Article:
Q: How can I retract a published article that was published despite [my request for] withdrawal?
I had submitted an article to a low-reputed journal. They asked for a huge [publishing] amount, following which I withdrew the paper. Then, they reduced the article processing charges (APCs). However, I still requested them to withdraw the paper. I had so far not submitted any authorship form. So, I submitted to another journal. However, I saw the article getting published in the [original] journal. I sent them a mail asking for a retraction, but received no response. Where can I report this issue and have my article retracted? Please advise.
Hello Banashree – Welcome to the forum! And let’s get to your query straight away.
This is an unfortunate situation, but this does happen. In fact, this is the typical strategy adopted by predatory journals, as they are called. First, they ask for a huge APC. Then, when the author seeks to withdraw, they levy a withdrawal amount (which they don’t seem to have done in your case). Next, they threaten to inform your supervisor/institute (which they don’t seem to done either). And finally, when all else fails, as a way of getting back at you for not relenting, they go ahead and publish the paper, as a final way of seeking to tarnish your credentials. Also, they typically do not respond to queries, or do so only to extract money.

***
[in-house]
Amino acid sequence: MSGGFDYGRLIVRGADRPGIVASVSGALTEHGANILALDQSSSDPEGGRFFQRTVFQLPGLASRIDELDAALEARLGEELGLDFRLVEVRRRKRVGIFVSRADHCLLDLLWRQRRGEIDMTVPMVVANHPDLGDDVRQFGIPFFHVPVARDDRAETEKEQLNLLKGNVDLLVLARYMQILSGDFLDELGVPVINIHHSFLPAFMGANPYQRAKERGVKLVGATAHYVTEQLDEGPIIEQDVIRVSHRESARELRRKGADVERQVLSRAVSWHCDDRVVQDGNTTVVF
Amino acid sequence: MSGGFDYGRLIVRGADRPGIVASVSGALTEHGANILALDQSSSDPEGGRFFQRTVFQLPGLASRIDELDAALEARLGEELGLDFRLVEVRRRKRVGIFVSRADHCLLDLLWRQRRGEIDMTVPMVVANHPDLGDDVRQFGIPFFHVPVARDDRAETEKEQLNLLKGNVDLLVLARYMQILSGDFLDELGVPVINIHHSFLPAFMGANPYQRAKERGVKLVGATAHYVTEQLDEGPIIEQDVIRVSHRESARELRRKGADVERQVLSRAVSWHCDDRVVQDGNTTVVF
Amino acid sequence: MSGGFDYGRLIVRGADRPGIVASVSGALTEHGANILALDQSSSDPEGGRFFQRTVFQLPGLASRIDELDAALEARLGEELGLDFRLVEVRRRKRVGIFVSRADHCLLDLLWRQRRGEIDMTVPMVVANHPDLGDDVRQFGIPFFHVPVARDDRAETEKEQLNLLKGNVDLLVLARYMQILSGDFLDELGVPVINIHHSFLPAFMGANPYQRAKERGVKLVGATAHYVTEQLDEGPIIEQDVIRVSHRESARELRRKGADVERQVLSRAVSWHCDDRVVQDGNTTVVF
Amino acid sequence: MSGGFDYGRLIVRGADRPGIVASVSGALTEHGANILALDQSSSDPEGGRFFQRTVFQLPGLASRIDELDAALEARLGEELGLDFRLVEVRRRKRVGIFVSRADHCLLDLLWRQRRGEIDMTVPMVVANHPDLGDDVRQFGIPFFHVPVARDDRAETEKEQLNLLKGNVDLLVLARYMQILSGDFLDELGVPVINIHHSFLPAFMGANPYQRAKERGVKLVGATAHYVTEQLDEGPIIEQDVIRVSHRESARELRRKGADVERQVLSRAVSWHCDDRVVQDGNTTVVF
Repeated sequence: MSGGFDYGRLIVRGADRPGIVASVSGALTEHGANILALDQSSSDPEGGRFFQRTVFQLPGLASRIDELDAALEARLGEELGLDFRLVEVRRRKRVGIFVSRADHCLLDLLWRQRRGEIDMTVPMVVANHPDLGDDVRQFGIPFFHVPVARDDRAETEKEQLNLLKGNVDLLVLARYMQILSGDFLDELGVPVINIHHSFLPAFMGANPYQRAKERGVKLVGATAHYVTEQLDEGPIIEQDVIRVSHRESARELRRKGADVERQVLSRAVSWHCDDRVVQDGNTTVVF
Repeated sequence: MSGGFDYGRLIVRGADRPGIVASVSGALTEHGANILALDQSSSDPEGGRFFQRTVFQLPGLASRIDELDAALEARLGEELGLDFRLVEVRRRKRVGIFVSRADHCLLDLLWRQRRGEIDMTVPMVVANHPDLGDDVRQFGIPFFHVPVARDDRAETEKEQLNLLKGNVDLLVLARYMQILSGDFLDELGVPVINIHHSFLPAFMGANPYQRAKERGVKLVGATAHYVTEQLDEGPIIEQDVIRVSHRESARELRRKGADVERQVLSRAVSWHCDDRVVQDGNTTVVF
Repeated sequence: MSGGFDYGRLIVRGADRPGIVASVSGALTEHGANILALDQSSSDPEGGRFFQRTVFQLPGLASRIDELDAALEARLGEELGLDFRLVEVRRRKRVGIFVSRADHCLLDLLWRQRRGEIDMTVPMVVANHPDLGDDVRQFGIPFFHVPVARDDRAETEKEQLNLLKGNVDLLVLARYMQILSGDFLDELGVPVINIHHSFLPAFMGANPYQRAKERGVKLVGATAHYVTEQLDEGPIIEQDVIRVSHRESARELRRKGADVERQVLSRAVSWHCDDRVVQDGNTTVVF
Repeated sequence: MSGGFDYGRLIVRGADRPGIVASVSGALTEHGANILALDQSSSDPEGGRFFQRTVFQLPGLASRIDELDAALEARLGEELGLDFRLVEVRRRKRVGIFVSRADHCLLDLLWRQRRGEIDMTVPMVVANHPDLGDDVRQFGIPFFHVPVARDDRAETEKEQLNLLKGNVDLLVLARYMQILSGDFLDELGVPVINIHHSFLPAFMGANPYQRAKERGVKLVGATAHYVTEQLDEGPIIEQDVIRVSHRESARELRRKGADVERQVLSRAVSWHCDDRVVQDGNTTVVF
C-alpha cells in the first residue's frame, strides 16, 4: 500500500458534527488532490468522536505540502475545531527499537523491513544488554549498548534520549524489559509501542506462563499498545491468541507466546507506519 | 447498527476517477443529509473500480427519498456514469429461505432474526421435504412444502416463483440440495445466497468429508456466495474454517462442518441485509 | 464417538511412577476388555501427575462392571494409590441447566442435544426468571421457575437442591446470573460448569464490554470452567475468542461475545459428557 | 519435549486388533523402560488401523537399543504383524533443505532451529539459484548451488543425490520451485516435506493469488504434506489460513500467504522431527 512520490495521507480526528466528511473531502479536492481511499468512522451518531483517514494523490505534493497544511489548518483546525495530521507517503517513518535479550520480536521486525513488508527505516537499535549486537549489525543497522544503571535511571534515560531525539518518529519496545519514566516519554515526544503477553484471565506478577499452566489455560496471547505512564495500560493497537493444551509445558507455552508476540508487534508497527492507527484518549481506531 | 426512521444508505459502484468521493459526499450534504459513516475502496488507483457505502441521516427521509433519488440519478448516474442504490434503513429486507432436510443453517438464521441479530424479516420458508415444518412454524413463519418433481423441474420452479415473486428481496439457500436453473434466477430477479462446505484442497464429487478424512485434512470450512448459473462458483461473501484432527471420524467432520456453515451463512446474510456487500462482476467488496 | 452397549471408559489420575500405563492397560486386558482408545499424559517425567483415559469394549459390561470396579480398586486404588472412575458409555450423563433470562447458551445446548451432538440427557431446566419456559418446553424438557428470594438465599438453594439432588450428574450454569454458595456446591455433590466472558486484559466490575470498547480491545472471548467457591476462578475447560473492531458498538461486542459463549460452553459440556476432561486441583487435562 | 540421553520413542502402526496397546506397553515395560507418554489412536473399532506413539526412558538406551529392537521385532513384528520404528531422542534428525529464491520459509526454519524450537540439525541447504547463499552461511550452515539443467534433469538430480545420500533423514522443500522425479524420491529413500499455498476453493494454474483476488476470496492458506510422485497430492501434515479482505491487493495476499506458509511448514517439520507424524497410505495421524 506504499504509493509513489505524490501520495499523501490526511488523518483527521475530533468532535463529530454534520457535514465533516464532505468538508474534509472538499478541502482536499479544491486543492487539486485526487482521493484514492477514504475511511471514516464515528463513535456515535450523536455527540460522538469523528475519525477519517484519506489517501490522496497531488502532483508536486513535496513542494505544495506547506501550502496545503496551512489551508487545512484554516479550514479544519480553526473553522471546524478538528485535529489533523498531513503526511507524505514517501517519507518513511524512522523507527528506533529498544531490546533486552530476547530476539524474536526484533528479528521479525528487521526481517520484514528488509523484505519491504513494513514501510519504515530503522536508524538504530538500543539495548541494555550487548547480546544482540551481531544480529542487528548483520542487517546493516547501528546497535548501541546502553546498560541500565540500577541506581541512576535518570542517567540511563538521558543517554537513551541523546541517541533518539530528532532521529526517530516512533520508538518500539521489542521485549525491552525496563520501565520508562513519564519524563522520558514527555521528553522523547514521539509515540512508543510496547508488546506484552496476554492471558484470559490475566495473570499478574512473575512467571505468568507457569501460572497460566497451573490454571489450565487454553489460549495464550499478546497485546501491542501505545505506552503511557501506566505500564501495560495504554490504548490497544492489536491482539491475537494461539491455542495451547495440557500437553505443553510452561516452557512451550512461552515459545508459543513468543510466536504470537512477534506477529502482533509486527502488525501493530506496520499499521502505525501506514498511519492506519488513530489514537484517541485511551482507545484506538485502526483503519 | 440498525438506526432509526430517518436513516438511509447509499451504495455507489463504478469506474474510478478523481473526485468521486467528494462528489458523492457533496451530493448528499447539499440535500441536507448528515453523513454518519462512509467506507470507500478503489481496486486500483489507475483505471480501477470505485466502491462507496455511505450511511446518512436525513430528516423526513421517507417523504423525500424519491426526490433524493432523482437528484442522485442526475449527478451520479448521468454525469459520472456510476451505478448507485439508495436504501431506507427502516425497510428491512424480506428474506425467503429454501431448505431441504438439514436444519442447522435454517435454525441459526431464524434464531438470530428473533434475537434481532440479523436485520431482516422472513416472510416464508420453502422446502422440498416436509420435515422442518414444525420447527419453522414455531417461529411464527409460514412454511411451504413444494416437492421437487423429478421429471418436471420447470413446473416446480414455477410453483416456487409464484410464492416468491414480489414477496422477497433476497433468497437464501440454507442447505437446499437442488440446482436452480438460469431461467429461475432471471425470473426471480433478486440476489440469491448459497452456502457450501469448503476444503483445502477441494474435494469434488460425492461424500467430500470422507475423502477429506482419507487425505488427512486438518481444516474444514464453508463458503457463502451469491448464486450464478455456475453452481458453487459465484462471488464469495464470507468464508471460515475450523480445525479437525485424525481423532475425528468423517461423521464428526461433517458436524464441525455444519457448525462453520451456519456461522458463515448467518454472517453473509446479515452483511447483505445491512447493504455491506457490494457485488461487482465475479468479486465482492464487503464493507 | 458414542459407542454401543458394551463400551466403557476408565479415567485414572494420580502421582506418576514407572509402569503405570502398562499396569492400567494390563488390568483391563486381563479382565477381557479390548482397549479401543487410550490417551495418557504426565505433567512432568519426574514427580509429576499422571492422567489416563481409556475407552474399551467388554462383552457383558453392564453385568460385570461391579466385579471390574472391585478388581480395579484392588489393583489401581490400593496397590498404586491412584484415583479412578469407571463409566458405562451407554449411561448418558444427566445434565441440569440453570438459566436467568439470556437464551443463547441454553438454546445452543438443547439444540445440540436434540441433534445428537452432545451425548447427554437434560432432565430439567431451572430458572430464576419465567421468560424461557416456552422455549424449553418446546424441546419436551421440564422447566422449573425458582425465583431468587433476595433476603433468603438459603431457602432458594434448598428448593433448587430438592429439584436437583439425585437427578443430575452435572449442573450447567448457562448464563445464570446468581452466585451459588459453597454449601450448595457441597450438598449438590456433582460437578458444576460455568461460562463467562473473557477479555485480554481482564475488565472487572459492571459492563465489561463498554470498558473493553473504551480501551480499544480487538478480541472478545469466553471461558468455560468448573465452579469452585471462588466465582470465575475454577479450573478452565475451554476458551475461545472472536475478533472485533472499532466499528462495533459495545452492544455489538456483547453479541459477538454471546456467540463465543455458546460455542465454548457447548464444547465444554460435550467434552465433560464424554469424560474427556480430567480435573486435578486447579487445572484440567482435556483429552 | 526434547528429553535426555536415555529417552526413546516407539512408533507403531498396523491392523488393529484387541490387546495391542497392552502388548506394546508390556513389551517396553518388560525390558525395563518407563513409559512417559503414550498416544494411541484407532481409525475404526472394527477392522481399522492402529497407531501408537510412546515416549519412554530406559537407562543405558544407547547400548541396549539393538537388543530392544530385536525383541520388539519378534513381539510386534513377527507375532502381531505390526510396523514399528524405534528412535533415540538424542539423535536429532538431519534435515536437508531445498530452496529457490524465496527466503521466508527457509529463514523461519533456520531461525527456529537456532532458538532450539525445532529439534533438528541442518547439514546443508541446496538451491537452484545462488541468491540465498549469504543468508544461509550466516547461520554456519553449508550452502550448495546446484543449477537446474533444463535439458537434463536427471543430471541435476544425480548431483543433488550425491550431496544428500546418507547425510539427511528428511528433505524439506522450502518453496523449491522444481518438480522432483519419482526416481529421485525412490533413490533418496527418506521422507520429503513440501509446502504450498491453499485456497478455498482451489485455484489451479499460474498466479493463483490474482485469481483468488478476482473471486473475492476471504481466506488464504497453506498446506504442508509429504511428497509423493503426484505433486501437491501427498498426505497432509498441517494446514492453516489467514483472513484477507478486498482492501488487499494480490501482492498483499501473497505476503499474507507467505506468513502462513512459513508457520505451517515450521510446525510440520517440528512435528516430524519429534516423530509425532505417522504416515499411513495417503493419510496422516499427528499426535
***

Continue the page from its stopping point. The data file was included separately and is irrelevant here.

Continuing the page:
While the above is unfortunate on its own, what is equally unfortunate is that once the article is published, you cannot do anything about it. The article cannot technically be retracted as retraction is done only by the journal, based on issues such as data falsification or a similar other matter of researcher malpractice. As this is a malpractice by the journal itself (albeit a bogus one), the article cannot be ‘retracted.’ Also, there are no real institutions where you can ‘report’ this matter. Research ethics bodies provide guidelines, but do not mediate.
While this be difficult to know/hear, this article should be considered foregone, considering it a learning experience. You should also immediately write to the other journal where you have submitted the article and ask it to be withdrawn from there, before they can begin processing it in any way. Otherwise, that would be a duplicate submission, another ethical practice. You can inform them of the situation with the earlier journal. They should understand and thus expedite the withdrawal.
Finally, to avoid such submissions/situations in the future, you may keep these resources handy:
- 10 Point checklist to identify predatory publishers
- What can I do if the editor does not confirm my withdrawal request?
- Duplicate publications and simultaneous submissions
Hope that helps. And all the best for your future submissions!